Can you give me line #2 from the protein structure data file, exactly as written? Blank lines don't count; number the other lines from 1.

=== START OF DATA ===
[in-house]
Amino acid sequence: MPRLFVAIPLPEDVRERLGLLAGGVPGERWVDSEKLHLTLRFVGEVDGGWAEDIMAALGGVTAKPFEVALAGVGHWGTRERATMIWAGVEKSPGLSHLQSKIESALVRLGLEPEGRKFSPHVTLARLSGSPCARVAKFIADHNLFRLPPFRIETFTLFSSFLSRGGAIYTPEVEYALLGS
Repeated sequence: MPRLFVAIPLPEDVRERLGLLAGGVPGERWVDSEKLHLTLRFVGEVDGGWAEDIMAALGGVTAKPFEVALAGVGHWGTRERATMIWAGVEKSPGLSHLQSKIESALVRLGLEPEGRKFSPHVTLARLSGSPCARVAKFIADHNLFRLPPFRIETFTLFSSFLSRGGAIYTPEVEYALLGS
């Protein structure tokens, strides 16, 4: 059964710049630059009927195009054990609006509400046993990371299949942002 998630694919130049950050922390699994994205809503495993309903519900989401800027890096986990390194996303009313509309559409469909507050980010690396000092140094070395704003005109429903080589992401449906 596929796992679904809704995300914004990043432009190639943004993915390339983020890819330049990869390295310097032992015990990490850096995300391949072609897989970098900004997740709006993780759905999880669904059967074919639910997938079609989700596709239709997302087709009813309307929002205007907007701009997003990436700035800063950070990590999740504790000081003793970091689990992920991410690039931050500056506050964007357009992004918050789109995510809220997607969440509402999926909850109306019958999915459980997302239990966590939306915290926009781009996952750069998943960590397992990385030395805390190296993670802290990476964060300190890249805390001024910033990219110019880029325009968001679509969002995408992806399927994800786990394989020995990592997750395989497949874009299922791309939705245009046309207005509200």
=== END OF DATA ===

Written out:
Amino acid sequence: MPRLFVAIPLPEDVRERLGLLAGGVPGERWVDSEKLHLTLRFVGEVDGGWAEDIMAALGGVTAKPFEVALAGVGHWGTRERATMIWAGVEKSPGLSHLQSKIESALVRLGLEPEGRKFSPHVTLARLSGSPCARVAKFIADHNLFRLPPFRIETFTLFSSFLSRGGAIYTPEVEYALLGS